Squares think that, artwise, sexy Ypsilanti is Siberia. But Eastern Michigan University has unique and remarkable art programs right next door to Ann Arbor.
Art at EMU
The Eastern Michigan University Art Department is helmed by Executive Secretary, Phyllis Mason. Ms. Mason has her Bachelor of Fine Art degree from Eastern and she couldn’t be more apropos. The department’s academic focus is not only on classwork and studio work, but on gallery work as well.
The Art Department’s Gallery Programs Director is the redoubtable Gregory Tom. Greg was the Director of Exhibitions, Programs, and Development of the already legendary Museum of Contemporary Art Detroit. He received his Master of Fine Art degree from Cranbrook Academy in ceramics and his work is in the permanent collections of the Detroit Institute of Arts, the Cranbrook Art Museum, and many other public and private institutions.
There are three major art venues on campus. EMU’s lovely Student Center houses the University Gallery and the Intermedia Gallery Group Art Space. In stately Ford Hall is the Ford Gallery. This month, two major shows open at the Ford: the Annual Juried Student Show and the Annual Faculty Exhibition.
The juror of this year’s student (undergraduate) show is the super-dynamic one-woman art force Andrea Cardinal. Cardinal has a BA in art history, a BFA in graphic design from the University of Michigan, and an MFA in 2D design from Cranbrook. She teaches art and design at Eastern and UM and she owns and runs the Tooth & Rag freelance design company in Detroit.
But as a juror she has her work cut out for her: choosing among dozens of EMU students (the show is open to all students, not just art majors) and doling out cash prizes and department scholarships. The competition is fierce, but three student-artists stand out to me, maybe because I’m a sucker for artists who can draw: Helen Vachon, Jeremy Walbridge, and Emily Weir. Helen Vachon knew she was going to be an artist when she was three. After eight years of working primarily in ceramics she shifted her focus to figure drawing and the human form. As Vice President of the Intermedia Gallery Group she curates shows, installs work, and problem solves to make sure the shows go on.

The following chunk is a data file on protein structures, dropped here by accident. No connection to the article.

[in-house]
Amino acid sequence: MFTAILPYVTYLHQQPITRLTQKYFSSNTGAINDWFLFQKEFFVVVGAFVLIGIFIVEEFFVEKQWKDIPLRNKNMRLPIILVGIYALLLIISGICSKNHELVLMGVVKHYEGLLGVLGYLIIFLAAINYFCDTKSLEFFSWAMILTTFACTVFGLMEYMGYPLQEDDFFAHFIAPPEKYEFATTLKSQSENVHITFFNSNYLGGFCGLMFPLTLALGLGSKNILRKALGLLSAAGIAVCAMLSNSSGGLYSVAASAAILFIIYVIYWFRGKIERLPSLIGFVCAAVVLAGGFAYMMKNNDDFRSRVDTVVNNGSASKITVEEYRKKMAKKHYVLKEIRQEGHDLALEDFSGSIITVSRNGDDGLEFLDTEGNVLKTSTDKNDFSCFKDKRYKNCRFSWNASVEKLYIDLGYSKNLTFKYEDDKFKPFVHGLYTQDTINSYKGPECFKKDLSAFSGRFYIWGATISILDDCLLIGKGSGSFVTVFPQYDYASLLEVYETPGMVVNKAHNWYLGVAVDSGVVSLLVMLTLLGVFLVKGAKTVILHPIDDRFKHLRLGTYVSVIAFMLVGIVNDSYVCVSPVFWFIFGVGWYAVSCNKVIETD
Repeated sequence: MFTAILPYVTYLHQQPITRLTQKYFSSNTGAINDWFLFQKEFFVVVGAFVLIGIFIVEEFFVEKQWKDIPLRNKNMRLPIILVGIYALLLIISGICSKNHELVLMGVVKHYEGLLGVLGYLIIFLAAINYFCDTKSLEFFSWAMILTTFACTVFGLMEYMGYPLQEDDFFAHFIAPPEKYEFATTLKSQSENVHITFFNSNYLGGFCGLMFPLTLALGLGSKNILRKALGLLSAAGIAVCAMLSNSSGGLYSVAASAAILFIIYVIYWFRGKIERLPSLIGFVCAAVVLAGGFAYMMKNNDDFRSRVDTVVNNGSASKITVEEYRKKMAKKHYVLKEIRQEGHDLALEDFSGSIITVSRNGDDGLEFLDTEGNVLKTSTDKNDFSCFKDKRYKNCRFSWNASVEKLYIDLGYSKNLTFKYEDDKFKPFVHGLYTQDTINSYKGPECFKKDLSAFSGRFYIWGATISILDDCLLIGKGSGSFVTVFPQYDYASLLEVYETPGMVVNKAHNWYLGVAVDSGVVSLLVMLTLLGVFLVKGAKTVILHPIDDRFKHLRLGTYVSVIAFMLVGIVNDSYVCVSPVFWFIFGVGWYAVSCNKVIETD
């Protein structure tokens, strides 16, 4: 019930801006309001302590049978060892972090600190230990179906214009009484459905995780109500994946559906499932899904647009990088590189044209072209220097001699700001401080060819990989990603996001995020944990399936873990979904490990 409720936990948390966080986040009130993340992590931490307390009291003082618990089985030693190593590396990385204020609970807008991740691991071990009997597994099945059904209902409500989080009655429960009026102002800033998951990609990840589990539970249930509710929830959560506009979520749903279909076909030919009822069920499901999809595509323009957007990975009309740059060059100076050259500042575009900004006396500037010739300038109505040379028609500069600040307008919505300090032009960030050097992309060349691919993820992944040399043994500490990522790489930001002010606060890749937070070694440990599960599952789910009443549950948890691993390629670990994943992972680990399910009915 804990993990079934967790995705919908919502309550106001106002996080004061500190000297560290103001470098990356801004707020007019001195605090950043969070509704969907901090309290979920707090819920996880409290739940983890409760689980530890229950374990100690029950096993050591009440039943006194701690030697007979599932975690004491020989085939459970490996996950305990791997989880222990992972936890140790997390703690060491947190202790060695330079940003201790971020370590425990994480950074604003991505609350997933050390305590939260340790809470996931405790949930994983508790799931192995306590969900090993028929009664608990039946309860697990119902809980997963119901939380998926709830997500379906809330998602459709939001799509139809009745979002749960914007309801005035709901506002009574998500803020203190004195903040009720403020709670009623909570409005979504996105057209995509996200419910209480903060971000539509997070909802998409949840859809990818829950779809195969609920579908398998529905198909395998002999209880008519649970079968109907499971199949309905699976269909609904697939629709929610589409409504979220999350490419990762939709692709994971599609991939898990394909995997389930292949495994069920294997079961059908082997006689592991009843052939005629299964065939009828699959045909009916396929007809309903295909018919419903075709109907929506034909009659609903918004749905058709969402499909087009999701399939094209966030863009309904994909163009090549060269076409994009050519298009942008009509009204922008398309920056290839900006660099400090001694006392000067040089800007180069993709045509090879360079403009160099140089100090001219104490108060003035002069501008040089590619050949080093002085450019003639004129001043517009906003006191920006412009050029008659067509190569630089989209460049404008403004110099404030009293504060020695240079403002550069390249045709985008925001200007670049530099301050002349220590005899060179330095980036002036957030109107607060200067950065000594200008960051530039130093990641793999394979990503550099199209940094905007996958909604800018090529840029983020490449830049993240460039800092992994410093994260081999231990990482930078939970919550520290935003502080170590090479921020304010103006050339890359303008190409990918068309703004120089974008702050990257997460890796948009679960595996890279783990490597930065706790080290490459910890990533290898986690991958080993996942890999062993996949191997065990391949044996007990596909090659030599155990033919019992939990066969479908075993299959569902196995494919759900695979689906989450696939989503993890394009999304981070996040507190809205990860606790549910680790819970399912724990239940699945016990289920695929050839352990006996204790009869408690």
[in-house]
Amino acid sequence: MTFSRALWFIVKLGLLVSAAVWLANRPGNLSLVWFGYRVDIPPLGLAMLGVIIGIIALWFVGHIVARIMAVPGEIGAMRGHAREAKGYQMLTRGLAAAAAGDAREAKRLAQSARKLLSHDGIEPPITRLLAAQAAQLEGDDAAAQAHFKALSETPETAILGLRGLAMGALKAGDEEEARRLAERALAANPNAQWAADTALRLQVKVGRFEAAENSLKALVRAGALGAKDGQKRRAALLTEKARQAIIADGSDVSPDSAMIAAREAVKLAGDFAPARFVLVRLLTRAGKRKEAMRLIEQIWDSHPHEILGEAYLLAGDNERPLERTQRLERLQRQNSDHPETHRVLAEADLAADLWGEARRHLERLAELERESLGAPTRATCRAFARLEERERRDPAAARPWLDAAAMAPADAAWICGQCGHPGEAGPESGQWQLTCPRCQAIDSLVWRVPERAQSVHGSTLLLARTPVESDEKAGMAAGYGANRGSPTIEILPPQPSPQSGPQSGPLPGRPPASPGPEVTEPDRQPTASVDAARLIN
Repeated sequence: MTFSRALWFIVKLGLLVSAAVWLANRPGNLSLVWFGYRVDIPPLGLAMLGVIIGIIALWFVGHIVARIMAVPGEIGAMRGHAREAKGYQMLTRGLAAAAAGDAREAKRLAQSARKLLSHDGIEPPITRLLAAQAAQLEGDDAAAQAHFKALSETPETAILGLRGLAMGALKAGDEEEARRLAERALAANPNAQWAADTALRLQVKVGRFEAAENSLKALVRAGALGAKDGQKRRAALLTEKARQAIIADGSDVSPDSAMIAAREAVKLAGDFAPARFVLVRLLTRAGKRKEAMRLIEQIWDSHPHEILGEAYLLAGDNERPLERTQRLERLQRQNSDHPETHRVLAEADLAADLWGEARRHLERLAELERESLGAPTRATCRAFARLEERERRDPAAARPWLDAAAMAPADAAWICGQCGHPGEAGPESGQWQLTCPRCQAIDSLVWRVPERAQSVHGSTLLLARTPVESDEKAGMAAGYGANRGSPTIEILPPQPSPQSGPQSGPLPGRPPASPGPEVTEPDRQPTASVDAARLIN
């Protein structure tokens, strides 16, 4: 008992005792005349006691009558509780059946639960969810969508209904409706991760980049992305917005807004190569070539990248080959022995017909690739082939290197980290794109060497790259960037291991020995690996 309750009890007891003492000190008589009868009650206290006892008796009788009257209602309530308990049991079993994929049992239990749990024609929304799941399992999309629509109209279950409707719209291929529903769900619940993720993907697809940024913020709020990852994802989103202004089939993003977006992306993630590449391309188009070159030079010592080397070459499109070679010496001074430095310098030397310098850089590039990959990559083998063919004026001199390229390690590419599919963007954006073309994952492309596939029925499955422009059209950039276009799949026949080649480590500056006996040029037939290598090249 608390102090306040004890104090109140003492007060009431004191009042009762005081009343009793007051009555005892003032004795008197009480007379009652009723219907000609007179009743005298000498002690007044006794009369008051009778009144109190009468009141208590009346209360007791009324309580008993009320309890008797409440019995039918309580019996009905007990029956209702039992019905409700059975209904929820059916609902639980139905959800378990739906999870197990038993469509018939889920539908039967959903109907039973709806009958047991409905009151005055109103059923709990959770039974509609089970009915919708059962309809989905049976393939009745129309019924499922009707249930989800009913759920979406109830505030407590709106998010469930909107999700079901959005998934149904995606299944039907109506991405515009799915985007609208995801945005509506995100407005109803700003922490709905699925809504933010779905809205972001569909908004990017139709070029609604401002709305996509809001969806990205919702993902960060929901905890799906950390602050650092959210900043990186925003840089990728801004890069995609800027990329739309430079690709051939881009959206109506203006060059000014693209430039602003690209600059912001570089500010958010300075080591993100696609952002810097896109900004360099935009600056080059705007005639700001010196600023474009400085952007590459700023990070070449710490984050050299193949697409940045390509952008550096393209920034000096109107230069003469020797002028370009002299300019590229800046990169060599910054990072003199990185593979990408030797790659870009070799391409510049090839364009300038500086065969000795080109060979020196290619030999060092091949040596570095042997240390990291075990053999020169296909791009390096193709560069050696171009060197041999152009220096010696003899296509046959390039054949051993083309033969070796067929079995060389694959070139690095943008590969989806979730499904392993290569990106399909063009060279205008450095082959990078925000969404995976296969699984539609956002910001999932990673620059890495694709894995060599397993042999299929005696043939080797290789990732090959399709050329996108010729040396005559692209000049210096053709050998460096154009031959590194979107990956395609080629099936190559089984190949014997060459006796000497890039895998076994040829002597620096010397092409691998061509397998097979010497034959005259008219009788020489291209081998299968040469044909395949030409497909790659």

Jeremy Walbridge is known for his recent forays into 3D printing but his primary art output is drawing. He rebels against the tendency to make a drawing something it isn’t. For him it is notation, spontaneity, tangible thought, a visual history of decision making. Jeremy is something of a perfectionist with an emphasis on technical rendering independent of narrative or theme. He wants to pique viewer questions (think Mona Lisa). He has had a great time at EMU and appreciates the faculty for promoting interdisciplinary work within the art department, the tight teacher to student ratio, and the very personalized studio environment. This year he was represented at the highly competitive “Rites of Passage” show in Cincinnati and Hokin Gallery’s “Hybrid Forms & Interdisciplinary Practice” in Chicago.
Emily Weir grew up in Ann Arbor and is now a proud homeowner in Ypsilanti. Her current work is screen-printing on hand dyed fabric, but her heart is in gallery and curatorial practices. It’s little wonder that she is President of the IGG, spending much of her time installing and de-installing exhibitions, promoting the art school and individual artists, coordinating joint events with a variety of organizations (most recently she collaborated with the Cranbrook Museum of Art). After her academic studies she hopes to start an artists’ collective and gallery; no doubt she will succeed in spades.
I’ll be looking for Professor Margaret Davis’ portraits and figurative paintings.
I’m a sucker for artists who can paint.
The student show in the Ford Gallery runs from January 11 through February 4,
with a gala opening reception at 4:30-6:30pm on Wednesday, January 13.
The Faculty Exhibition in the University Gallery runs from January 11 through February 8
with its gala opening on Wednesday, January 20, 4:30 to 6:30.